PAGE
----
Very much like spice mixes themselves, permutations and combinations today continue to work in restaurant nomenclature, with terms like Zayka, Rasoi, Affair, Delight, Central, Tiffin in frequent use.

A tadka boom

A recent entry into this mix is the term ‘tadka’, even though it is probably a difficult word for Aussies to understand, perhaps even say. It stands for tempering, and as a final flourish, can raise the success of a dish with its multisensory experience. Alien to all other cuisines, it is basic in Indian cooking. When elite Sydney restaurant Urban Tadka burst on to the scene in 2011, its name seemed better suited to a restaurant somewhere in northern India, but that didn’t come in the way of its sustained success. Indeed, its achievements spawned a series of restaurants with similar names – Turban Tadka, Tadka, Zeera Tadka, Spicy Tadka, Tadka Boom, Tadka Hut, even Urban Tadka with an extra a at the end (prompting an indignant public rebuttal from the original owners), and bizarrely, Urban Delight, which tells you nothing about the nature of the restaurant.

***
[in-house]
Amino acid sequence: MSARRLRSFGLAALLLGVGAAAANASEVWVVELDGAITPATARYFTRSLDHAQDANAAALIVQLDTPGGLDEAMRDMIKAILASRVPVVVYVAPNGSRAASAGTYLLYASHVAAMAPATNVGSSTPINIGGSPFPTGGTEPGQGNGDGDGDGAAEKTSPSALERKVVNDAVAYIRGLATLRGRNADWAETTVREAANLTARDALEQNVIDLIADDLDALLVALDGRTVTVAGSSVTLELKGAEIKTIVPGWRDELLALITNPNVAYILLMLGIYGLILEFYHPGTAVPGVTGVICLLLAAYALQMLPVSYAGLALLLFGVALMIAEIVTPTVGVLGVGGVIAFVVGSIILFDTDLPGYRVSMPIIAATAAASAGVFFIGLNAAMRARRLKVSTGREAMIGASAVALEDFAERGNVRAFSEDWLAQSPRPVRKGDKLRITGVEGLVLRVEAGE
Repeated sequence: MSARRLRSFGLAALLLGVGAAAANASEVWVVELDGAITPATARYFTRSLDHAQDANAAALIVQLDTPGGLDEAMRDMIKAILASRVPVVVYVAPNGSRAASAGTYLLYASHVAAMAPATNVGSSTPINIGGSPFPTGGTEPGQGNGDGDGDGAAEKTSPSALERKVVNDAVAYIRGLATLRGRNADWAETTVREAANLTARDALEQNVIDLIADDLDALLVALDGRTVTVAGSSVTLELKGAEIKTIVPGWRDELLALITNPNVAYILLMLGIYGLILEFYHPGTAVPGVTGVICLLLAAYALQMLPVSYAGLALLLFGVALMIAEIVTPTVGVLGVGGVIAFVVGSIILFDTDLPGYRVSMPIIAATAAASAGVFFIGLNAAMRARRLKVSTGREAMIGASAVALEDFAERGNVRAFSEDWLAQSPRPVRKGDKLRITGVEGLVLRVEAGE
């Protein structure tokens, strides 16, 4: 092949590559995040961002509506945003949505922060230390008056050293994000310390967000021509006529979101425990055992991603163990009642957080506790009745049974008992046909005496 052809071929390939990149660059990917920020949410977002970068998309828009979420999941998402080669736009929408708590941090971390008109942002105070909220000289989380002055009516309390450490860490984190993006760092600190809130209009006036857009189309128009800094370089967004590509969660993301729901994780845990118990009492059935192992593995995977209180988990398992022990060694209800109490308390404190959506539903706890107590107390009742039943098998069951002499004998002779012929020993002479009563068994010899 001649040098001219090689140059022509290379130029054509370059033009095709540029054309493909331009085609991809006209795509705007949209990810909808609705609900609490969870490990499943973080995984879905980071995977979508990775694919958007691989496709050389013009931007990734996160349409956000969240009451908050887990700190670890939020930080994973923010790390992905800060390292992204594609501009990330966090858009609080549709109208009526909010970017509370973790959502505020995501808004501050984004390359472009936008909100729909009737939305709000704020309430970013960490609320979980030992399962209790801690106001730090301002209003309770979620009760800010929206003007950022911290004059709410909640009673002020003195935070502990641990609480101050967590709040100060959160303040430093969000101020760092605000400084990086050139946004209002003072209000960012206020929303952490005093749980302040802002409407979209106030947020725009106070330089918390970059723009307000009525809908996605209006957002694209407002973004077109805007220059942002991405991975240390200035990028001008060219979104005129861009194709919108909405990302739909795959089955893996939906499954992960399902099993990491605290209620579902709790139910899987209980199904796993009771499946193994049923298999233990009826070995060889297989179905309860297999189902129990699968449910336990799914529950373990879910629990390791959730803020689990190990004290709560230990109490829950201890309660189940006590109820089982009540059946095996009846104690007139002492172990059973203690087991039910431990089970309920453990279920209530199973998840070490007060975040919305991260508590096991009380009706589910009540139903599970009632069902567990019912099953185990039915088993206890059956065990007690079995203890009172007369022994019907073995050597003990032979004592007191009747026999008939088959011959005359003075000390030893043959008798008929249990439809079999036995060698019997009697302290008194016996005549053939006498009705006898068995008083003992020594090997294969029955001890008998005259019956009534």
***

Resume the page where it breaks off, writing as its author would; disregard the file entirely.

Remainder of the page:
And as if to counter that last one, Rustic Masala.

Whatever floats your boat…

The single ingredient restaurant name

atta modern indian cuisine
Source: Facebook

While we may boast of the number of spices that go into our dishes, sometimes the single ingredient stands out to our restaurateurs.

Such as Haldi. Tamarind. The Clove. Cumin. Bayleaf. Zaaffran. Lentil. Black Pepper.

An upmarket Melbourne restaurant takes the cake in this category, with its most non-cake-like name: Atta. Perhaps the most basic of ingredients to be found in an Indian kitchen, it is elevated here to represent a classy and elegant dining experience. Full marks!

Location-based names

Picking a restaurant name from a location in India is another easy path to follow. It might (or might not) inform the style of food that you could expect to eat, but it allows the restaurant to describe the history of the place it is named after.

So we have Delhi O’ Delhi, Delhi Rocks, Oh Calcutta, Mumbai, Last Train to Bombay, Road to Goa, Chennai and Hyderabad House.

Ajoy Joshi of Sydney’s Nilgiri’s Restaurant (Source: Supplied)
Ajoy Joshi of Sydney’s Nilgiri’s Restaurant (Source: Supplied)